Tiger’s ‘unbelievable’ $10m grind

TIGER WOODS pocketed $10m on Sunday and claimed it was a just reward for an “unbelievable grind” at the end of a six-win year.

Woods was crowned 2009 FedEx Cup champion after finishing second behind Phil Mickelson at the Tour Championship in Atlanta, Georgia, his consistency over the year being rewarded with the massive bonus.

It was the world number one’s second victory in the three-year history of the FedEx Cup, having missed last year’s play-off series at the end of the PGA Tour season due to reconstructive knee surgery.

Returning to the game in February after an eight-month lay-off, Woods won six times, with his most recent win – by eight shots at Cog Hill in Chicago at the BMW Championship two weeks ago – taking him to the top of the FedEx Cup standings.

Having held onto that lead at East Lake Golf Club at the weekend, Woods said: “It’s been an unbelievable grind. I was criticised at the beginning of the year for not playing enough but I didn’t want to hurt myself at the beginning of the season.

“I was coming back from reconstructive knee surgery. The last thing I wanted to do was stretch out the ligament and have the surgery all for naught.

“I didn’t do that. I got better and more healthy and more explosive as the year went on, and I was able to finish off these events because of how I managed my year. It was a long stretch to play this much golf.”

In the last nine weeks, Woods has won three times and finished second three times in seven events, claiming a tie for 11th in the other, and he admitted the effort had taken a toll.

“There are days when you are a little bit flat, and you still have to get yourself up to play. That’s part of the challenge when you play a lot of events – and I’ve been in contention a lot so that adds to the stress – and you start managing your practice rounds, your practice schedules, how many balls you hit after a round.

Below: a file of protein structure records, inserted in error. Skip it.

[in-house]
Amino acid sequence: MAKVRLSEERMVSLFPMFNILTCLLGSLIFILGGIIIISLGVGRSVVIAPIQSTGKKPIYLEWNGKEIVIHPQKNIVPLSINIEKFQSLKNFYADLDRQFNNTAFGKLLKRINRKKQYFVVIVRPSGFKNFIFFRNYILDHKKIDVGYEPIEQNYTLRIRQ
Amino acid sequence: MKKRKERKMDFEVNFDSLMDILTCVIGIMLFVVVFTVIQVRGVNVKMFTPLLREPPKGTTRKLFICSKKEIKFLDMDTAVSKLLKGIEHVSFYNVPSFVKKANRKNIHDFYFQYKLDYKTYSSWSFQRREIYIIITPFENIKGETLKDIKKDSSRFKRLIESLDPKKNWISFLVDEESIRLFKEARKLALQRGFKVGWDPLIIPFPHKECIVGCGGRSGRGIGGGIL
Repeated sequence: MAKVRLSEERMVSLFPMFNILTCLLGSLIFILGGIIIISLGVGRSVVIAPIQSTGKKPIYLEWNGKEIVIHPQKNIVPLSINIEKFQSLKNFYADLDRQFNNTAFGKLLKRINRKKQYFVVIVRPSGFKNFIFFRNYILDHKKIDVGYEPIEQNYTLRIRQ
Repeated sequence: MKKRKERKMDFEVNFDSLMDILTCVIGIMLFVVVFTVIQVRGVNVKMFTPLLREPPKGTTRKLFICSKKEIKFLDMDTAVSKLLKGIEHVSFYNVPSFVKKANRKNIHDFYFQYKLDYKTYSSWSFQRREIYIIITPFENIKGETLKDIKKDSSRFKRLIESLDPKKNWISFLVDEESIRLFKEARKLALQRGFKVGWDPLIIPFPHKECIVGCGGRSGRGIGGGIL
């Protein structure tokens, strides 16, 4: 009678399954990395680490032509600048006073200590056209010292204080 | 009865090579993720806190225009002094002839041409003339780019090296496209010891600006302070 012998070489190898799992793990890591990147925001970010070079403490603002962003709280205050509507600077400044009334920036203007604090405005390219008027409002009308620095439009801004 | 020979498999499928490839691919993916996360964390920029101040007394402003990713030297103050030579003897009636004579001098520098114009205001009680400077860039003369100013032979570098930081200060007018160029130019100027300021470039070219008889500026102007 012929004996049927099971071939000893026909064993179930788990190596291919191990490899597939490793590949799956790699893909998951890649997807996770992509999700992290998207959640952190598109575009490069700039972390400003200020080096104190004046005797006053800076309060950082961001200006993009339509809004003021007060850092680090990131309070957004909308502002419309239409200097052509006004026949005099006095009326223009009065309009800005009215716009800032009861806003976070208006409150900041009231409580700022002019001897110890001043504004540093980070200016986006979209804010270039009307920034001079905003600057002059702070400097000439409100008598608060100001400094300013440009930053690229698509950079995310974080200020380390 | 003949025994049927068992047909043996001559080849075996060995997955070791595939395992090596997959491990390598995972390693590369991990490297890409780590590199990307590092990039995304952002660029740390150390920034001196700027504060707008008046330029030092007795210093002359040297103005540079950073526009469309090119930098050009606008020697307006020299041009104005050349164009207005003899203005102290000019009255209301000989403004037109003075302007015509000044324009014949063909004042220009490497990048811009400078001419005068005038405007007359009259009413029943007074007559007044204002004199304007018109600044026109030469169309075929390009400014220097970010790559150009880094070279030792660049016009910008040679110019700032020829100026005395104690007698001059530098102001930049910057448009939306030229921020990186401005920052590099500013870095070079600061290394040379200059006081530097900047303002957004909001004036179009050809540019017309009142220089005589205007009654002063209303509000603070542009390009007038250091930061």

“You start managing all that to make sure you have enough energy day in and day out to bring it and shoot the lowest score you possibly can the next day.

“The mental grind certainly is there because you’re there in contention a lot, and that adds to how tired you become, and then you do it week in and week out and week in and week out, and it adds to it.”

Ultimately, Woods said he could take great satisfaction from having learned how to deal with those low moments and still emerge with successful results.

“I’m very proud of that, how I’ve played this year, and definitely towards the end of the season. To be as consistent as I was day in and day out, it’s not easy to do.

“But certainly I’ve had a few things going my way. You make a few putts here and there, you turn tides, I hit the ball really well at pretty much every event, and I really managed my game well.

“That’s something that I’ve gotten so much better at.”

Mickelson, meanwhile, has returned to second place in the world rankings after winning in Atlanta. Woods has now been top of the rankings for the last 225 weeks and for a total of 567 weeks in his career.

Leading positions: 1, T Woods 16.54pts, 2, P Mickelson 8.33, 3, S Stricker 7.87, 4, P Casey 6.28, 5 K Perry 5.91, 6 H Stenson 5.85, 7 P Harrington 5.73, 8 S Garcia 5.63, 9 J Furyk 5.57, 10 G Ogilvy 5.33 24 R McIlroy.


Louisa Earls is a manager at Books Upstairs, D’Olier St, Dublin, which is owned by her father, Maurice Earls.Virus response writes a new chapter for Books Upstairs

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